GOLF 20/20 and The First Tee commissioned the National Golf Foundation to conduct a study of Minority Golf Participation in the US in 2003 to measure future growth and the impact of various diversity inclusion programs provided by the golf industry. The study provided excellent insight into the growth opportunities that existed in the golf industry. When combined with the most recent US Census Bureau data, this presents the core of a powerful business case in support of the Golf Industry Supplier Diversity Initiative:
- Non-Minorities Constitute Bulk of Current Golf Participants: Per the Minority Golf Participation in the US study, the number of golf participants in 2003 were 36.7 million and 83% of them were white. Minorities accounted for the remaining 17%.
- … Yet Interest in Playing Golf is High Among Three Largest Minority Groups: The study estimated the participation rate of white golfers at 14.5% of their population or 34.9 million golfers according to census estimates. The only minority group to participate at a level close to the Caucasian rate is the Asian‐American group at 13.7%. Hispanic and African Americans participate at much lower levels, 5.7% and 7.0% respectively. As shown below, interest in the game among the three minority groups is high.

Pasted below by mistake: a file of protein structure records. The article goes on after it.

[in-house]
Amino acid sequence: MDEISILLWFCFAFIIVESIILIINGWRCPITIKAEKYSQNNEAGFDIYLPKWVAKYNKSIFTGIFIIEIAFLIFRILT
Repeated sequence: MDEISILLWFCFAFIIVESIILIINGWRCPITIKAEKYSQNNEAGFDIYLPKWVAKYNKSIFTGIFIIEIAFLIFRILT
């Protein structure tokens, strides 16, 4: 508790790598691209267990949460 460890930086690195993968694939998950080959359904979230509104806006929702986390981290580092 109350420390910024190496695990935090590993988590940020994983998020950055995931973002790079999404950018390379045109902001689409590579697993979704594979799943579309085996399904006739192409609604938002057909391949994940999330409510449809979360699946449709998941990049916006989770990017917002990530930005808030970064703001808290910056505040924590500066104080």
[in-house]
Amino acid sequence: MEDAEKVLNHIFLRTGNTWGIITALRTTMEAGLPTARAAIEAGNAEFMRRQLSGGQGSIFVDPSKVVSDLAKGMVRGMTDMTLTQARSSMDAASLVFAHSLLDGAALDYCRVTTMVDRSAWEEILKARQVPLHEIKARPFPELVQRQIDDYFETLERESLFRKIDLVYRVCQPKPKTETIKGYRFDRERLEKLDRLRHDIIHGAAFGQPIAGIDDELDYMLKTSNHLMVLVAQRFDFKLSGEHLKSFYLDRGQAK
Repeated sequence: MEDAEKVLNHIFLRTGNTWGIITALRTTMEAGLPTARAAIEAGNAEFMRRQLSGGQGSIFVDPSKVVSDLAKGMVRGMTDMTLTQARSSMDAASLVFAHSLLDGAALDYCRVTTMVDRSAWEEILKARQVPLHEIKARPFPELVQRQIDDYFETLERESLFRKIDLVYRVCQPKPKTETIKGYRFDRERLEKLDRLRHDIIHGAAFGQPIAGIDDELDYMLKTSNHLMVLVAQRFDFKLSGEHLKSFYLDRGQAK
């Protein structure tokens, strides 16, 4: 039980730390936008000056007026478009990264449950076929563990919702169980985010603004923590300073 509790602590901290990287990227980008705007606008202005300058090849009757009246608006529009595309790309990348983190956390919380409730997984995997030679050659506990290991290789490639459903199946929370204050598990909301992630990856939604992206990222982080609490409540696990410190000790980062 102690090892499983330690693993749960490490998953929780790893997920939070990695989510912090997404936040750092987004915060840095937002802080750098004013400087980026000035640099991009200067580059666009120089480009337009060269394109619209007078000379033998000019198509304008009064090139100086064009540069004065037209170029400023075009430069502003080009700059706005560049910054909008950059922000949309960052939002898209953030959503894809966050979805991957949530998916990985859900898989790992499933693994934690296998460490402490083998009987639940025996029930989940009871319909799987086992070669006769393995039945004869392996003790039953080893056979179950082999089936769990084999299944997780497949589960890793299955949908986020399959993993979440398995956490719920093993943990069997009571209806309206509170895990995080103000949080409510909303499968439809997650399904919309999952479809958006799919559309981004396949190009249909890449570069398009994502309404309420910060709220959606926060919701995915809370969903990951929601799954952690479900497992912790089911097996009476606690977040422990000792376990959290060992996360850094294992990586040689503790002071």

- The Population Growth Rate of Golf’s Largest Current Customer Base is Projected to Be Flat, While the Rest of the Population is Projected to Double By 2050: Based on the US Census Bureau’s most recent data, the growth rate for the golf industry’s largest current customer base (white) is projected be flat while the rest of the population (minority groups and non-Hispanic whites) is actually projected to double by 2050.
- Golf Participation is Directly Correlated to Household Income: The National Golf Foundation study highlights the correlation between household income and participation in the game of golf – regardless of ethnicity. As shown below, participation rates with household incomes over $100,000 are between 20% and 30% for both minorities and whites. However, at incomes between $50,000 and $75,000, participation rates for minorities drop off dramatically. This data suggests that in order to increase participation, minority household incomes must increase, such as through the use and support of minority-owned companies (such as those included within the Golf Industry Supplier Diversity Initiative).
- By 2015 the Top Four Minority Groups Will Account for Approximately 26% of the Nation’s Total Buying Power: The minority community is projected to account for approximately 26% (nearly $3.6 trillion) of U.S. buying power by 2015; this projection, coupled with the increase in minority population, represents a tremendous growth opportunity for the golf industry. Targeting a diverse customer base while simultaneously supporting diverse businesses can generate additional revenue for those involved in the game of golf.